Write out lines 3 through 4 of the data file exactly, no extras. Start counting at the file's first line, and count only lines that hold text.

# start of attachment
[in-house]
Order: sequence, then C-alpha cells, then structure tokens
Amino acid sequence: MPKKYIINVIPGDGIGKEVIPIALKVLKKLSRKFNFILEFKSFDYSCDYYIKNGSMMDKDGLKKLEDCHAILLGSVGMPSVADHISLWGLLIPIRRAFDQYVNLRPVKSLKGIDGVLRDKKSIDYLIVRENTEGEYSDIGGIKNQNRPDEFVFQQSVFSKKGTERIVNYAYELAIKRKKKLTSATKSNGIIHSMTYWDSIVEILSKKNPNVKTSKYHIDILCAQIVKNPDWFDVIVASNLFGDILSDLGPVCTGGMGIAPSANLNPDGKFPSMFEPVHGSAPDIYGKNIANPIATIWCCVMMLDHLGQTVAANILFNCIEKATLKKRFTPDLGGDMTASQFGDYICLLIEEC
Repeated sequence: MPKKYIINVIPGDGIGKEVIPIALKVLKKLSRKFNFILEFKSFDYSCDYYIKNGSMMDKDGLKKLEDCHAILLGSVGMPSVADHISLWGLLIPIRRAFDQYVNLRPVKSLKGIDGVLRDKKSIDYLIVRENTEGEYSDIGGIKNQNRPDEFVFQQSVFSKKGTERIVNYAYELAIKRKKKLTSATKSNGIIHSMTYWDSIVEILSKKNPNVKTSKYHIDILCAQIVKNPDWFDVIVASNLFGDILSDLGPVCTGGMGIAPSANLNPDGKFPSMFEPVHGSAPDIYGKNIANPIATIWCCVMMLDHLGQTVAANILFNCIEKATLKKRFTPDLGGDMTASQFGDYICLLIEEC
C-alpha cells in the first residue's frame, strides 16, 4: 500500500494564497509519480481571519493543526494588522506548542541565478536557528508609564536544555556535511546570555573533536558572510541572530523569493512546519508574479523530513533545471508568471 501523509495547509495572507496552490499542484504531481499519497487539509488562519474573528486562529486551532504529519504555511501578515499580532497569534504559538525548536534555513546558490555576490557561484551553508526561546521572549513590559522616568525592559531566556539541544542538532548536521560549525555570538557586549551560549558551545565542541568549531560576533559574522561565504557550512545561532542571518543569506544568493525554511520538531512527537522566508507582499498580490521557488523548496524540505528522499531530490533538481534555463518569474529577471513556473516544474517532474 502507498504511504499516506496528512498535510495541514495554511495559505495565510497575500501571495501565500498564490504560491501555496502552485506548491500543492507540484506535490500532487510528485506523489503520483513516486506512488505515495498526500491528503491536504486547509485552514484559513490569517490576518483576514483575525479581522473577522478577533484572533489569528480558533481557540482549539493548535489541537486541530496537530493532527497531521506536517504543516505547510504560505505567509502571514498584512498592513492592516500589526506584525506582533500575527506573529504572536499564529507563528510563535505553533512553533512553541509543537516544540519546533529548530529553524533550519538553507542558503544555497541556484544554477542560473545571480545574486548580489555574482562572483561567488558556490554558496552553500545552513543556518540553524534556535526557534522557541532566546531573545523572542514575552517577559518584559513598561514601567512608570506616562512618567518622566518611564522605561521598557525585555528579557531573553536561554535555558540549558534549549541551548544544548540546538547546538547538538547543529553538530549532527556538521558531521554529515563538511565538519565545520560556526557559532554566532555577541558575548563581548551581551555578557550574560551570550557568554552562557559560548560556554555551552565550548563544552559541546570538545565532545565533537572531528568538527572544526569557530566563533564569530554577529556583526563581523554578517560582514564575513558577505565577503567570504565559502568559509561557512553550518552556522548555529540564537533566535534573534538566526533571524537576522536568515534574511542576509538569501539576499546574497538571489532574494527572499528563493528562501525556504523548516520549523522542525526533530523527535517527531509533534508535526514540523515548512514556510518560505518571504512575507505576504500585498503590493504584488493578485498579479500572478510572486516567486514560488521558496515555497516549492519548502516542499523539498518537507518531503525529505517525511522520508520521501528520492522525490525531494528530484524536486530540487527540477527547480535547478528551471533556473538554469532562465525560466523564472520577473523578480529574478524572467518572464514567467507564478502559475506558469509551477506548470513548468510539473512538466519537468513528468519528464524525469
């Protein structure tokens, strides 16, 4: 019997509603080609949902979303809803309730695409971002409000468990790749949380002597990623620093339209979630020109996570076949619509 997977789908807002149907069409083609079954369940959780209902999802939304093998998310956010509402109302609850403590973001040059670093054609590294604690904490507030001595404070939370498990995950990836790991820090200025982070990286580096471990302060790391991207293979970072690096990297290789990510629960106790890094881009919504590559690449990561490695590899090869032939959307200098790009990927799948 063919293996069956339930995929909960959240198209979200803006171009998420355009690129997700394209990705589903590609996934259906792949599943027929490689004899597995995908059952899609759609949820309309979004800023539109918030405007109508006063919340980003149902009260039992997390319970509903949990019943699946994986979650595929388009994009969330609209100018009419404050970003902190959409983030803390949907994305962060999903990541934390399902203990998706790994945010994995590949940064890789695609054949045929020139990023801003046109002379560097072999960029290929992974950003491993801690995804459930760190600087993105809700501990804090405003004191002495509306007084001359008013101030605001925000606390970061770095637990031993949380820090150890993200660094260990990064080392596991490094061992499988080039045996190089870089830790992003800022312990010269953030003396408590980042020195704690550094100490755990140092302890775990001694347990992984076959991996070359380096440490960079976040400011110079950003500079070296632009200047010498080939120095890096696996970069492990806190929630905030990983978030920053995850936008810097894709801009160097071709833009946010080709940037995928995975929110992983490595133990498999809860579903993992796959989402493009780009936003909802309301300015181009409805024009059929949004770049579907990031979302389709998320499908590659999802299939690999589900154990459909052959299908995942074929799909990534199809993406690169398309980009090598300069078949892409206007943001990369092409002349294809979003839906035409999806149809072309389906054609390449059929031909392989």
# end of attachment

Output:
Amino acid sequence: MPKKYIINVIPGDGIGKEVIPIALKVLKKLSRKFNFILEFKSFDYSCDYYIKNGSMMDKDGLKKLEDCHAILLGSVGMPSVADHISLWGLLIPIRRAFDQYVNLRPVKSLKGIDGVLRDKKSIDYLIVRENTEGEYSDIGGIKNQNRPDEFVFQQSVFSKKGTERIVNYAYELAIKRKKKLTSATKSNGIIHSMTYWDSIVEILSKKNPNVKTSKYHIDILCAQIVKNPDWFDVIVASNLFGDILSDLGPVCTGGMGIAPSANLNPDGKFPSMFEPVHGSAPDIYGKNIANPIATIWCCVMMLDHLGQTVAANILFNCIEKATLKKRFTPDLGGDMTASQFGDYICLLIEEC
Repeated sequence: MPKKYIINVIPGDGIGKEVIPIALKVLKKLSRKFNFILEFKSFDYSCDYYIKNGSMMDKDGLKKLEDCHAILLGSVGMPSVADHISLWGLLIPIRRAFDQYVNLRPVKSLKGIDGVLRDKKSIDYLIVRENTEGEYSDIGGIKNQNRPDEFVFQQSVFSKKGTERIVNYAYELAIKRKKKLTSATKSNGIIHSMTYWDSIVEILSKKNPNVKTSKYHIDILCAQIVKNPDWFDVIVASNLFGDILSDLGPVCTGGMGIAPSANLNPDGKFPSMFEPVHGSAPDIYGKNIANPIATIWCCVMMLDHLGQTVAANILFNCIEKATLKKRFTPDLGGDMTASQFGDYICLLIEEC